Balancing School, Relationships Can Be a Challenge

Sharese Mirzakhanyan

As you flip through the pages of the GCC catalog you’ll never find Relationships 101 or Love 120. But just like math and English, relationships are part of our every day lives.

Individuals have their own view of how relationships may or may not affect studies. Some state that relationships will cause many problems and others argue that relationships do not affect studies whatsoever.

Psychology professor Jessica Gillooly believes that relationships affect studies in two ways.

As long as one’s partner is supportive then there is a positive outcome. The partners must understand that as students, one must allow the other sufficient time to study.

If they are both pursuing their education, then they can both benefit from the relationship. They may study together and help one another reach their goals. “Together they can move toward their degree,” Gillooly said. In other words, the main factor is support.

However, relationships can also have a negative influence on a student’s studies.

“If one person values education and the other doesn’t, then their priorities are split,” Gillooly said. In this case, the partner will have a negative affect on the student causing him or her to fall behind in school.

“Parents can also make it difficult for students to maintain good grades. Some parents do not understand what college is all about and may interfere in their children’s education,” Gillooly said. Parents may question students’ use of time, particularly if they spend many hours in their rooms reading.

According to the context effect theory in psychology, students have a tendency to do better in school when they study in the area where the information was first presented.

“I advise students to study outside of their homes. They can go to the library on campus or any other library, study groups, and there are always empty classrooms on campus,” Gillooly said.

According to some students, relationships are a big mistake during college years.

“All your attention is set on the relationship rather than focusing on studying for your exams,” said Angelica Kyurkchyan, 19, a criminal justice major. Kyurkchyan believes that a relationship will dramatically affect a student’s work habits.

It may start off with missing a class or two, then progress to failing exams, and may even result in dropping out.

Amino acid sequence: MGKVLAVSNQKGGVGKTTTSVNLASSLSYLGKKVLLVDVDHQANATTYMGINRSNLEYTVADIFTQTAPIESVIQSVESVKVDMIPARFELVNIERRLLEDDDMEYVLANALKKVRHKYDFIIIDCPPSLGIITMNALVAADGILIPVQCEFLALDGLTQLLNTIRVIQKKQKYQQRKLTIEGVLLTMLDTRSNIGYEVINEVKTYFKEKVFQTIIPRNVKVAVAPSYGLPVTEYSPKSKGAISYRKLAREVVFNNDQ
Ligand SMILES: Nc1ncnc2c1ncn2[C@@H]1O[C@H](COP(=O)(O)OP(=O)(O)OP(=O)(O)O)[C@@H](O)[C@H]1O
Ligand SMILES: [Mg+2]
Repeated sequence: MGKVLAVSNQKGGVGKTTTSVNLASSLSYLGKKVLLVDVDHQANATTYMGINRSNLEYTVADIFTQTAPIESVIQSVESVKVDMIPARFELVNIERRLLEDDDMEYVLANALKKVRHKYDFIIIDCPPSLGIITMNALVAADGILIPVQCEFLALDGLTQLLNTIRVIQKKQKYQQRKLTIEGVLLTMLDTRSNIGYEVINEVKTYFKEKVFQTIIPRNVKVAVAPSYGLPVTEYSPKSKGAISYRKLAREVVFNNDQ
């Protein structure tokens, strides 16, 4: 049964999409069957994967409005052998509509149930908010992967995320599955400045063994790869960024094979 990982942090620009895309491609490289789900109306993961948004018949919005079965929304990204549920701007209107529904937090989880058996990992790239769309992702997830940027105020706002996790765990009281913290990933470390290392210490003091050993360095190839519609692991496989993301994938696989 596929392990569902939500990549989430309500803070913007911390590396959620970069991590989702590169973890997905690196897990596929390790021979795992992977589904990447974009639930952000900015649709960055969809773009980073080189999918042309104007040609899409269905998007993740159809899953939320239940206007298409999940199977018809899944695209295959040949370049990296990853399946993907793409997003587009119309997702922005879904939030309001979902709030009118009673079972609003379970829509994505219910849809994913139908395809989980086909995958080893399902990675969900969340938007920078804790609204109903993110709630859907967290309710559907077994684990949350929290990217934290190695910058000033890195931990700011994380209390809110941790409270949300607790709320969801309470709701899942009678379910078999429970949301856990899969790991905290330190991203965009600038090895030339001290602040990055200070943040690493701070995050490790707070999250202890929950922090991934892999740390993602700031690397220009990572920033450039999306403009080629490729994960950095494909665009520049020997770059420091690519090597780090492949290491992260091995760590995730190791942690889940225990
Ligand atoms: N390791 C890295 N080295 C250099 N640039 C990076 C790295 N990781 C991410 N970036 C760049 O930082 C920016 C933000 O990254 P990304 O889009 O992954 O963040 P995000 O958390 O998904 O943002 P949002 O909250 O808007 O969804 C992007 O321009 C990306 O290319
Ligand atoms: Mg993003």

“If you have a fight with a boyfriend or girlfriend, you can fall behind in classes and cannot concentrate during a lecture or even attend class,” said Kyurkchyan. Most people put everything they have into a relationship in order to keep it going and are blinded to the fact that they are losing in other areas.

Although relationships may take away from studies, other students disagree with this thesis.

“I think it depends on the person and not all relationships result in a decline of grades,” said Lusine Khachikyan, 20, liberal arts. “No two individuals are alike.”

“Even though at times the person’s entire attention is set on the relationship, it is useful because some people need the support that their boyfriend or girlfriend can give,” said Khachikyan. Some students need to understand that they too are strong individuals and do not have to rely on another person in order to succeed, even though in some cases it is useful to have a support system.

A number of students may have a hard time balancing everything when they are suddenly in a relationship, whereas before studies were their top priority.

Therefore, relationships can either adversely affect your studies or can take the place of a support system for those who need it.

According to an eHow article (www.ehow.com), “being a good student doesn’t mean you have to drop everything else. It’s possible to have a healthy social life while earning good grades. It’s all about balance.”

Generally, anything else added to a student’s life can affect a student’s school performance. For example, anything else that will take up time outside of school, or change what he or she is thinking about and concentrating on during school will alter how a student may perform.

In other words, students must have the ability to balance their studies and relationships in order to have a positive outcome in both cases.